Book Review: “How to Learn Any Language” by Barry Farber (1991)

“Quickly, Easily, Inexpensively, Enjoyably, and On Your Own.”

Has your sleep-schedule ever been so out-of-whack that you lie in bed, too tired to sleep? That’s how I was one afternoon after an excessively long third-shift. The sun was bright, my family was milling about in the next room, and I was so physically drained that my brain would simply not shut down. So I decided to read my brain to sleep. I looked at my new bedroom-bookshelf, fitted tightly with all things “missions” as well as all things “Asia,” and right there between those two major sections sat this little book by Barry Farber on learning languages. I have been “studying” an Asian language for several years now, but have made very little progress. Figuring I needed a major jump-start back into the program, I selected this little gem and never got that nap I was hoping for. This book grabbed me like no other self-help book could do, and I just about finished the whole thing that afternoon.

Farber starts his book by sharing a brief autobiography, focusing mostly on the various places he has lived, the languages he has both wanted and needed to learn, and the many exciting ways he has been able to use them all. This was the portion of the book that really drew me into his process, and so the rest of the book was just the icing. Following his stories, Farber introduces his four-step language-learning system by sharing all the various tools and attitudes that are necessary to learn any language quickly and effectively. I probably cannot write how each of these steps works, but I can name them and let you use your imagination: the multiple-track approach (which includes grammar, immersion, memorization, and listening), finding and using hidden moments during the day, perfecting Harry Lorayne’s Magic Memory Aid, and fianlly taking the plunge into world of that language.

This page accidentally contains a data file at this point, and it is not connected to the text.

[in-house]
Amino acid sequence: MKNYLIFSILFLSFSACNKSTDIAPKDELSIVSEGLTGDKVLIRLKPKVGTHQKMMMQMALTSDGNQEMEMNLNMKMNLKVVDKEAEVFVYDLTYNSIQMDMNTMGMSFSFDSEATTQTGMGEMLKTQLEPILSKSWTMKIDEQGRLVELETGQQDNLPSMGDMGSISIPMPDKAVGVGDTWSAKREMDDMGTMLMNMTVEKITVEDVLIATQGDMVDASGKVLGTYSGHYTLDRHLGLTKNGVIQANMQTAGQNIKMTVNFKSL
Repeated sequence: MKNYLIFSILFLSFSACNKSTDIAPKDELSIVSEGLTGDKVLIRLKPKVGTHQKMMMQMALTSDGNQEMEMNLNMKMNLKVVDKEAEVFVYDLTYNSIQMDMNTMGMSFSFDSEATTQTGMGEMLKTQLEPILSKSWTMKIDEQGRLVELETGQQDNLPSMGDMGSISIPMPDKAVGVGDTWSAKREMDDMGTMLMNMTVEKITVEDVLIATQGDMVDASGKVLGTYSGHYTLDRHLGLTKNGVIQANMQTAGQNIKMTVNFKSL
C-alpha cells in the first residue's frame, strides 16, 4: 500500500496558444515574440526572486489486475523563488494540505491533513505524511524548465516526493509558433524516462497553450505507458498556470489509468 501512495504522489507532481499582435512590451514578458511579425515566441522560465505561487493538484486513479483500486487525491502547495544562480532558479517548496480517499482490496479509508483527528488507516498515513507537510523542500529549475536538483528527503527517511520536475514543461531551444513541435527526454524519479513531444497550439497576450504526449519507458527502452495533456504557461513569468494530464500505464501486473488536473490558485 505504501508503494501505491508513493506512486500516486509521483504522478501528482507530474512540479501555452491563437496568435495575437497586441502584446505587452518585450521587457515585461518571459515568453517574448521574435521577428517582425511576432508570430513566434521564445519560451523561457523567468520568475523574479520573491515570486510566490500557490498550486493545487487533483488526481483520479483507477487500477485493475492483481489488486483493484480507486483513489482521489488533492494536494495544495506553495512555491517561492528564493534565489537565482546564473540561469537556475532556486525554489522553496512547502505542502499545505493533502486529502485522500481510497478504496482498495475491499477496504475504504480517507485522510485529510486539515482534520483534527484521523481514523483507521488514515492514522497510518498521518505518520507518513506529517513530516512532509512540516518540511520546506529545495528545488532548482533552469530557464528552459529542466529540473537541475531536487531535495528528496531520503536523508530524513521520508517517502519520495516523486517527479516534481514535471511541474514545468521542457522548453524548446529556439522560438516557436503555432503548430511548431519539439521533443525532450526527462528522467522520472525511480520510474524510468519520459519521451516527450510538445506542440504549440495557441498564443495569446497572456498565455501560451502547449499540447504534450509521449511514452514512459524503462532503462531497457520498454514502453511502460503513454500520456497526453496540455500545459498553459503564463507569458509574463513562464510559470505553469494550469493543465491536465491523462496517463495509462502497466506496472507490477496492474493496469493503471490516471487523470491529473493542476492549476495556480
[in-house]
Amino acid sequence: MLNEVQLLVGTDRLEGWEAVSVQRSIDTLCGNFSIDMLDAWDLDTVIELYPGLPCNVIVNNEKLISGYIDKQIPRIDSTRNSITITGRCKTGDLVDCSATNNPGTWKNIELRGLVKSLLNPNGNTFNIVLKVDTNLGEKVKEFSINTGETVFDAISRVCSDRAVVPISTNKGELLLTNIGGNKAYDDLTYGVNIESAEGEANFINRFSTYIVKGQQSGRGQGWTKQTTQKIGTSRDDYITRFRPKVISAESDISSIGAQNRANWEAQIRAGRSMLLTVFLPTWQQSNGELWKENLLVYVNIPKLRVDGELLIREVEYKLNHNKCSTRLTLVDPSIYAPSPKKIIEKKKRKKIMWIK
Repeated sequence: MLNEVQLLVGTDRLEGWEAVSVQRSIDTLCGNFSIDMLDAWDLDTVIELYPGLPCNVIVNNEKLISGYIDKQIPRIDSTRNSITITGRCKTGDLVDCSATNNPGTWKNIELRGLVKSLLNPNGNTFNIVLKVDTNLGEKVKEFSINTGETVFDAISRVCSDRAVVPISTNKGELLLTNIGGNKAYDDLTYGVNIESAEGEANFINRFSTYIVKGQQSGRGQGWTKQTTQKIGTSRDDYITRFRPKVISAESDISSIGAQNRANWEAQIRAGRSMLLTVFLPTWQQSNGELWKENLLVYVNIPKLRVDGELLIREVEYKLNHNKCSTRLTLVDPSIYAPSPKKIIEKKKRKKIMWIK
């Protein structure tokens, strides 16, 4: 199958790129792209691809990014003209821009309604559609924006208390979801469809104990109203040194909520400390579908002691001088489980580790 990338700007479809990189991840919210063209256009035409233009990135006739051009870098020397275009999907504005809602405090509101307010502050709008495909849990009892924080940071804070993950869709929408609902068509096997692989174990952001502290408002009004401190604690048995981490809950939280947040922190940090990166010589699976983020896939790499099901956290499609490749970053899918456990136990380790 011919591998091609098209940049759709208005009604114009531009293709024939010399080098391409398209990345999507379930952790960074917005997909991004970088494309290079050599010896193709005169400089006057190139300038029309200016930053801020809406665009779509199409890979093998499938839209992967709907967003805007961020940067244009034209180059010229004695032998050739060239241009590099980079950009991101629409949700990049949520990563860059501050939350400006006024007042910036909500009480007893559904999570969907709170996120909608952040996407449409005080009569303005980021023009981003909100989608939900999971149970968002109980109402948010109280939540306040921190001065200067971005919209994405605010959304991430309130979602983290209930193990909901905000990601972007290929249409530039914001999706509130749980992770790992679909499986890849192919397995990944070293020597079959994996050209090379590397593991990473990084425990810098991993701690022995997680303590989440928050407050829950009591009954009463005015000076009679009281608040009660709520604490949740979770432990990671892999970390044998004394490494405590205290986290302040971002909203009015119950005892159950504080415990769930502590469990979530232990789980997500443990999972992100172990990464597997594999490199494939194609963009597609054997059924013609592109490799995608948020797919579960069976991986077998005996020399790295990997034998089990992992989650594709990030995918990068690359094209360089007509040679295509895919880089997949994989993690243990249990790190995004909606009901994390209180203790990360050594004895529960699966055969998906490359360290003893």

If nothing else, Farber’s little book is one that will motivate you to learn a new language, or to finally kick your weak dabblings in a foreign language into gear. It doesn’t matter why you want to learn a language, by the way. Farber even suggests that if you are interested in blondes, then go learn Dutch! This book has jump-started my language studies, even in the midst of grad school and my career. I highly recommend it, if not for you, then for that stubbornly unmotivated person in your life whose life could seriously change, if only he could broaden his horizons by learning something new.

©2012 E.T.

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2 Responses to Book Review: “How to Learn Any Language” by Barry Farber (1991)

  1. I’m giving this one a shot. I am starting Dutch lessons this week, and I will need French and German eventually. I think this will be a good motivator. Thanks for the review!

    • Dutch, huh? You must be interested in blondes! Good to hear you’re tackling some languages. Just be aware that Farber wants to immerse you into your new language so you can quickly get right into talking with native speakers about things that actually matter, not simply going through rote conversations: “How are you?…I am fine, thank you. Where do you come from?” etc.

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